Progress is being made and it’s about time to put the new Tent of Meeting into service. The various sacrifices have been described along with the duties of those who will serve in this portable worship center. God has something he wants the priests to say: “God bless you and keep you, God smile on you and gift you, God look you full in the face and make you prosper.” Note that this isn’t something the priests or even Moses thought up. God wants this to be said because, he says, “I will confirm it by blessing them.” Isn’t it wonderful to be reminded that God desires to bless his people! He wants to keep us, to gift us, and to prosper us. Now, I could spend time here talking about what all this means, especially, in light of all the “health and wealth” teaching around. Instead, though, I’d rather just be reminded here of the good will God has toward us. We don’t hear Moses saying to the priests, “Let’s make it our habit to ask God to bless us.” Instead, here’s God, Himself, saying, “I want to bless you and as a reminder of that, here’s what I want you to say.” Thank you, Lord, for not only your blessings, but for your desire to bless.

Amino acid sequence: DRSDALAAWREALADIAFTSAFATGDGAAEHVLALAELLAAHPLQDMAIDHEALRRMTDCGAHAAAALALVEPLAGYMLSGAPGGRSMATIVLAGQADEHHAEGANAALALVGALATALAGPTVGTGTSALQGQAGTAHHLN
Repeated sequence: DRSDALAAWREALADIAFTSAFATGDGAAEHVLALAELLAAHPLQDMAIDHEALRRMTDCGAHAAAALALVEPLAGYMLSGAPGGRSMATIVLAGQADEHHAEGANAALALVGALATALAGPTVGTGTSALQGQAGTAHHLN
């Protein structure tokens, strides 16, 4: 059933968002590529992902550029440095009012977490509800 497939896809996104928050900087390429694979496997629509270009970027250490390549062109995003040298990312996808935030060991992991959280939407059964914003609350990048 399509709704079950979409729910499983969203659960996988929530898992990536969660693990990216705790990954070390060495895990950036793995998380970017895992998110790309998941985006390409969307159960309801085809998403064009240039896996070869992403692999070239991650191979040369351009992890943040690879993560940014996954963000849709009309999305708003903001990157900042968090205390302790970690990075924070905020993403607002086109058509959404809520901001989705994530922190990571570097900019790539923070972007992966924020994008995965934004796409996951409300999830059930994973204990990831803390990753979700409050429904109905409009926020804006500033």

Take Away: We are recipients of an abundance of good will from the Lord.
The God of Second Chances
Leviticus 26: On the other hand, if they confess their sins…I’ll remember my covenant….